How Millions in America Get Entrenched in Poverty
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Ai-jen Poo, director of the National Domestic Workers Alliance, began organizing low-paid, often undocumented domestic workers in the late 1990s, shortly after graduating from Columbia University. For years, she said, they were considered “shadows,” an out-of-sight, out-of-mind pool of caregivers who cleaned up other people’s messes, changed other people’s soiled bedclothes, and administered other people’s medications. In recent years, however, more and more of the people she encountered were finding that their working conditions resembled those of the domestic workers. “Increasingly, the conditions that define the lives of domestic workers—like instability, low wages, low benefits—these are conditions increasingly defining the reality for most American workers. We’re in the same boat more than ever.”
Yet, while more people were making these connections, this hadn’t yet translated into mass political movements. Occupy Wall Street garnered much public sympathy, but most people sympathized from the sidelines. They didn’t have the time and energy to engage in the sort of all-in protests that came to define the Occupy movement—at least in part because so many people were working such long hours just to keep their families afloat—they didn’t like the confrontational tactics and scruffy style of the Occupiers, or they didn’t feel that camping out in parks and outside of city halls would actually change a whole lot in their lives. And despite the opinion poll data showing that Americans were becoming increasingly uneasy about the degree of inequality seen in the country, on the whole that unease was more about the shrinking middle class than it was about the conditions of those at the very bottom of the economy. In fact, politically the country as a whole remained remarkably tolerant of the continued existence of mass poverty and, at the same time, remarkably reluctant to embrace policies that might change this dynamic significantly.
“There are essentially two stories over the last forty years,” Georgetown Law School’s Peter Edelman explained. “The positive story is there would be forty million more people who are poor if we didn’t have the public policies we have—including Social Security, the Earned Income Tax Credit, food stamps, and Medicare and Medicaid. They have helped quite measurably in keeping poverty from being even higher than it is. So it isn’t that we’ve been unwilling as a country to take steps to alleviate poverty.” But, Edelman continued, there’s a second, less savory story that runs parallel to the first. “Over the last forty years, we’ve increasingly become a low-wage economy. People in the bottom 20 percent are worse off than they were forty years ago. Income distribution has deteriorated. The gaps between the rich and poor have widened spectacularly.”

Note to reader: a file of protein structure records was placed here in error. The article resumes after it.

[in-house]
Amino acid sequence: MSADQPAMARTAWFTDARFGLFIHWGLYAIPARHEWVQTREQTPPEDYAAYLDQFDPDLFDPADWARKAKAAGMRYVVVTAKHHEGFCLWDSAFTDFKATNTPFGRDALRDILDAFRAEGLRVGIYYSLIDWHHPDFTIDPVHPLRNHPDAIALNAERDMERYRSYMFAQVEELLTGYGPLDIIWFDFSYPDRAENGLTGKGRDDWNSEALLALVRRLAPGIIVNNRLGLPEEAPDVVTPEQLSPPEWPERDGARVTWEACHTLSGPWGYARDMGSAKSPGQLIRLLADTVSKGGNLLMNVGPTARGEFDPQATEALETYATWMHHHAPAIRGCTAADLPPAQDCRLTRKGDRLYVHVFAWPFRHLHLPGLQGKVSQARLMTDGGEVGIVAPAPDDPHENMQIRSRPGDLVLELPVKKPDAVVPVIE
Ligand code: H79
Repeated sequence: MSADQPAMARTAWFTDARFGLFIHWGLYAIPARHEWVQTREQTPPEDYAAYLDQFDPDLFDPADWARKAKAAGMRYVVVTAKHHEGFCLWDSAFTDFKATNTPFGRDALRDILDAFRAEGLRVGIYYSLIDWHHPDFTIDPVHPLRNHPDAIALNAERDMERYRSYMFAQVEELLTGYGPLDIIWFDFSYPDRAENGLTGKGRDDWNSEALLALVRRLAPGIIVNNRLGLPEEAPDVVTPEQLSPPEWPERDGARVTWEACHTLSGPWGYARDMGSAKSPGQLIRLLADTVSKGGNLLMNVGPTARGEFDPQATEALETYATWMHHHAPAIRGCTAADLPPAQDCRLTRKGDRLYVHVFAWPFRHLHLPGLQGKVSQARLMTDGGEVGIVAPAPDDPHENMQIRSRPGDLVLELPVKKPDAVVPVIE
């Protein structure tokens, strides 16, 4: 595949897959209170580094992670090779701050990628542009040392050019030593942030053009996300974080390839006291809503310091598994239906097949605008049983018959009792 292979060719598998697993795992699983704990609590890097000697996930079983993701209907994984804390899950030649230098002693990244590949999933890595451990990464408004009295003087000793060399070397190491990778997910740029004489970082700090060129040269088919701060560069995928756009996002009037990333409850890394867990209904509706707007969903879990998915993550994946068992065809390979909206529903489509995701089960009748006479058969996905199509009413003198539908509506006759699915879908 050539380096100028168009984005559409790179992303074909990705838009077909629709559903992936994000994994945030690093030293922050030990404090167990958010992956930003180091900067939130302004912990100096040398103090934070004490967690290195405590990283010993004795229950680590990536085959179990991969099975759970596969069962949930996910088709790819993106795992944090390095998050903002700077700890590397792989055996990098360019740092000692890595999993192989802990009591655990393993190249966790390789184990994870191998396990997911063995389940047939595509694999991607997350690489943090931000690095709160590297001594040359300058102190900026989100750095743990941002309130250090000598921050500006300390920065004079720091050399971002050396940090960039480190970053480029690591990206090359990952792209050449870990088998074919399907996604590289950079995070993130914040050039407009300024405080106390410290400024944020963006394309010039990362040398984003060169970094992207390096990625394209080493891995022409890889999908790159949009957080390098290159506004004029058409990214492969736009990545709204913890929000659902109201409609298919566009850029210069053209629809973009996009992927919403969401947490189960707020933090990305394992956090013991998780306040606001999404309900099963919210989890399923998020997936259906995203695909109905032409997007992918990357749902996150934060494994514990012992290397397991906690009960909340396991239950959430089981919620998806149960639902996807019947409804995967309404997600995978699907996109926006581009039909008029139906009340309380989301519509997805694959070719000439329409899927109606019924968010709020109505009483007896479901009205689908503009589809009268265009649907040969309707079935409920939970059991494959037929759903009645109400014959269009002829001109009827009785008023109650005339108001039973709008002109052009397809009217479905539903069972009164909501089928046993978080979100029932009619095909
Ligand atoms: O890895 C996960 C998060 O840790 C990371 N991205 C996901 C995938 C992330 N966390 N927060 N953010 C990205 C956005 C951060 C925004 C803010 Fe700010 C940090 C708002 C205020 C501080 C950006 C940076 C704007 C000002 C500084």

Another way to look at this is to consider that, to a point, America has worked out how to ameliorate some of the consequences of profound economic hardship—albeit reluctantly and with an increasing number of gaps. Yet it is failing, in ever greater degrees, to prevent that hardship from arising in the first place—in changing power relationships in the workplace, the broader economy, and the political process, so as to stop tens of millions of Americans from experiencing desperate insecurity on a daily basis.
From THE AMERICAN WAY OF POVERTY: How the Other Half Still Lives, by Sasha Abramsky. Reprinted with permission from Nation Books.